these SIP provisions (45CSR39 and 45CSR40) also contain reporting and 
monitoring requirements (as are required for 110(a)(2)(F)) including 
references to federal provisions within 40 CFR part 75. Because EPA 
continues to implement CAIR and because the West Virginia SIP contains 
several provisions itemized in the TSD for this

[[Page 19008]]

rulemaking action addressing monitoring and reporting requirements for 
sources in West Virginia, EPA finds the West Virginia infrastructure 
SIP for the 2008 ozone NAAQS adequately addressed section 110(a)(2)(F), 
and EPA is taking final rulemaking action to approve the infrastructure 
SIP submission with respect to the requirements of section 110(a)(2)(F) 
of the CAA.

III. Final Action

    EPA is approving the following infrastructure elements or portions 
thereof of West Virginia's SIP revision: Section 110(a)(2)(A), (B), 
(C), (D), (E), (F), (G), (H), (J), (K), (L), and (M). EPA has taken 
separate rulemaking action on the portions of section 110(a)(2)(C), 
(D)(i)(II), and (J) as they relate to West Virginia's PSD program and 
is taking separate action on section 110(a)(2)(E)(ii) as it relates to 
section 128 (State Boards). This rulemaking action does not include 
section 110(a)(2)(I) of the CAA which pertains to the nonattainment 
requirements of part D, Title I of the CAA, since this element is not 
required to be submitted by the 3-year submission deadline of section 
110(a)(1), and will be addressed in a separate process. This rulemaking 
action also does not include action on section 110(a)(2)(D)(i)(I), 
because this element, or portions thereof, is not required to be 
submitted by a state until the EPA has quantified a state's 
obligations. See EME Homer City, 696 F.3d 7.

IV. Statutory and Executive Order Reviews

A. General Requirements

    Under the CAA, the Administrator is required to approve a SIP 
submission that complies with the provisions of the CAA and applicable 
Federal regulations. 42 U.S.C. 7410(k); 40 CFR 52.02(a). Thus, in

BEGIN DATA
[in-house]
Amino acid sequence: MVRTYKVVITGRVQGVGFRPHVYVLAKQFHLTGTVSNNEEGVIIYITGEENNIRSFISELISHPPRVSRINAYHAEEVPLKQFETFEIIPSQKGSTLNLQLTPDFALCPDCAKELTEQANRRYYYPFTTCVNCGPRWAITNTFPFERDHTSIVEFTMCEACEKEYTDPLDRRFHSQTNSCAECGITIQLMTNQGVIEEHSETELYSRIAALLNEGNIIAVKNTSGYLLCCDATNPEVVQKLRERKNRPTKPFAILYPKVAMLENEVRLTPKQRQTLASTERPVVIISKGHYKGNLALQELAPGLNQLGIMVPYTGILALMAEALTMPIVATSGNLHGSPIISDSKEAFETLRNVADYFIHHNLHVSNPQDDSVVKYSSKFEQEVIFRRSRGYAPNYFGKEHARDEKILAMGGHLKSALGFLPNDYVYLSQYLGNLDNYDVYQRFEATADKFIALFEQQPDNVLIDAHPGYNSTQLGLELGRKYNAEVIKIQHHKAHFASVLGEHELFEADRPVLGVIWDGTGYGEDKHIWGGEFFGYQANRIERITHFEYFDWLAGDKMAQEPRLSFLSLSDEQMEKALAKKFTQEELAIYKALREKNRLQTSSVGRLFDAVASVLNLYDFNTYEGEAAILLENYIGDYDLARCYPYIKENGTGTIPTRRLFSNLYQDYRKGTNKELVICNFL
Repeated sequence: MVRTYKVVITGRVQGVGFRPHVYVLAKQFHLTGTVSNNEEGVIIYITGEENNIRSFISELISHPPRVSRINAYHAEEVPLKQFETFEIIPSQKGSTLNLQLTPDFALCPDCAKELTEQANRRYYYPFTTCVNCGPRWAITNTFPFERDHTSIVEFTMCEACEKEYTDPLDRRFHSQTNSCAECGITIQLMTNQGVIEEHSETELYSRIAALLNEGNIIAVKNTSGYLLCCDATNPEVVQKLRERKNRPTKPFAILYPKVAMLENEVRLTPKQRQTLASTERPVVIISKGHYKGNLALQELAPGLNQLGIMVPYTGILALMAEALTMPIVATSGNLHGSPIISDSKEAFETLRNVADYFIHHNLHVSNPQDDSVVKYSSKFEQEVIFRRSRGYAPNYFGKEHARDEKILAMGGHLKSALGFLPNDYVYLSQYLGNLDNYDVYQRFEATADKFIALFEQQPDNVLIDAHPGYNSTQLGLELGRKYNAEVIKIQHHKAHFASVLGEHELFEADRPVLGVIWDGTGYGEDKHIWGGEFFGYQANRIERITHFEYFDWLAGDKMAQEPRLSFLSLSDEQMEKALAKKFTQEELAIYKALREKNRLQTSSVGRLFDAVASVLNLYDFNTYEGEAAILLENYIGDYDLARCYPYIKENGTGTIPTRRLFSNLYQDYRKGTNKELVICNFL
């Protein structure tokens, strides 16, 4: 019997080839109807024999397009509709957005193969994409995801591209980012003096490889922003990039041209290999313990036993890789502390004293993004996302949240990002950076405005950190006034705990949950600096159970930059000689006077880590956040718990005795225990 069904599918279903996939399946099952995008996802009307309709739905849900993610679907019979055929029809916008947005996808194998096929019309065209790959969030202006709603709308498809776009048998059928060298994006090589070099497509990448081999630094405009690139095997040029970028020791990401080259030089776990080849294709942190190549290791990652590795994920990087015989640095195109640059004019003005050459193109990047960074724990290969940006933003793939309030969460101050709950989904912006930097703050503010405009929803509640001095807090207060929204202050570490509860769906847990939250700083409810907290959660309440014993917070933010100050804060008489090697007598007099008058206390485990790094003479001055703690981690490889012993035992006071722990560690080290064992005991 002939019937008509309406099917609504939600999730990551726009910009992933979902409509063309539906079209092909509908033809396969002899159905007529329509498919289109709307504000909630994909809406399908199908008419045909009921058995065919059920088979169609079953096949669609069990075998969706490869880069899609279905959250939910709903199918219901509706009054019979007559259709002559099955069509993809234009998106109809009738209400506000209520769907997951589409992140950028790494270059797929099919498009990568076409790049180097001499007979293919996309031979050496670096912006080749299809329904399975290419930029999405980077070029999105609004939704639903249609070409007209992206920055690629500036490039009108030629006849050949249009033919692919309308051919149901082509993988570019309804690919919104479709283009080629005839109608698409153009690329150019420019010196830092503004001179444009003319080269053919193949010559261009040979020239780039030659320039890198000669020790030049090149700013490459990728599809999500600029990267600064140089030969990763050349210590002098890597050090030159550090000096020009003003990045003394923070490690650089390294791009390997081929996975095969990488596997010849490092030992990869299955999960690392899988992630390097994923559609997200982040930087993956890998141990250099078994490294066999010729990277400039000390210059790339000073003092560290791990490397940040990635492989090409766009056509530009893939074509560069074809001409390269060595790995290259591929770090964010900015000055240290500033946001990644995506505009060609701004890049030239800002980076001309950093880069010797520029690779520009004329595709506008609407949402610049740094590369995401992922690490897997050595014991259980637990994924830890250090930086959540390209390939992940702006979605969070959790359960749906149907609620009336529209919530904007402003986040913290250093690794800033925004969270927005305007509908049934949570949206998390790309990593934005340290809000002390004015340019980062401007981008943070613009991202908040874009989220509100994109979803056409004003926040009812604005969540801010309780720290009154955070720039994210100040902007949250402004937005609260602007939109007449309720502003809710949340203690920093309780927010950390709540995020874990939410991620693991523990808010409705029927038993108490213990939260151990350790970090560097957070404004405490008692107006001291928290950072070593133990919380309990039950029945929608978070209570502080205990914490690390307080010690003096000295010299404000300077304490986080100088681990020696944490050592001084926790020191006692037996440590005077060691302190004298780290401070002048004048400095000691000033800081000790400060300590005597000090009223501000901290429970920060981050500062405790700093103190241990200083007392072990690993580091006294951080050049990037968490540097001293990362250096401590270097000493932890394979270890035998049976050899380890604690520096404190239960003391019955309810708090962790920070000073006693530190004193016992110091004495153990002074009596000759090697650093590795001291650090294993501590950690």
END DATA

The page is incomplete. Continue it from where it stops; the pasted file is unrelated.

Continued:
reviewing SIP submissions, EPA's role is to approve state choices, 
provided that they meet the criteria of the CAA. Accordingly, this 
action merely approves state law as meeting Federal requirements and 
does not impose additional requirements beyond those imposed by state 
law. For that reason, this action:
     Is not a ``significant regulatory action'' subject to 
review by the Office of Management and Budget under Executive Order 
12866 (58 FR 51735, October 4, 1993);
     does not impose an information collection burden under the 
provisions of the Paperwork Reduction Act (44 U.S.C. 3501 et seq.);
     is certified as not having a significant economic impact 
on a substantial number of small entities under the Regulatory 
Flexibility Act (5 U.S.C. 601 et seq.);
     does not contain any unfunded mandate or significantly or 
uniquely affect small governments, as described in the Unfunded 
Mandates Reform Act of 1995 (Pub. L. 104-4);
     does not have Federalism implications as specified in 
Executive Order 13132 (64 FR 43255, August 10, 1999);
     is not an economically significant regulatory action based 
on health or safety risks subject to Executive Order 13045 (62 FR 
19885, April 23, 1997);
     is not a significant regulatory action subject to 
Executive Order 13211 (66 FR 28355, May 22, 2001);
     is not subject to requirements of Section 12(d) of the 
National Technology Transfer and Advancement Act of 1995 (15 U.S.C. 272 
note) because application of those requirements would be inconsistent 
with the CAA; and
     does not provide EPA with the discretionary authority to 
address, as appropriate, disproportionate human health or environmental 
effects, using practicable and legally permissible methods, under 
Executive Order 12898 (59 FR 7629, February 16, 1994).
    In addition, this rule does not have tribal implications as 
specified by Executive Order 13175 (65 FR 67249, November 9, 2000), 
because the SIP is not approved to apply in Indian country located in 
the state, and EPA notes that it will not impose substantial direct 
costs on tribal governments or preempt tribal law.

B. Submission to Congress and the Comptroller General

    The Congressional Review Act, 5 U.S.C. 801 et seq., as added by the 
Small Business Regulatory Enforcement Fairness Act of 1996, generally 
provides that before a rule may take effect, the agency promulgating 
the rule must submit a rule report, which includes a copy of the rule, 
to each House of the Congress and to the Comptroller General of the 
United States. EPA will submit a report containing this action and 
other required information to the U.S. Senate, the U.S. House of 
Representatives, and the Comptroller General of the United States prior 
to publication of the rule in the Federal Register. A major rule cannot 
take effect until 60 days after it is published in the Federal 
Register. This action is not a ``major rule'' as defined by 5 U.S.C. 
804(2).

C. Petitions for Judicial Review

    Under section 307(b)(1) of the CAA, petitions for judicial review 
of this action must be filed in the United States Court of Appeals for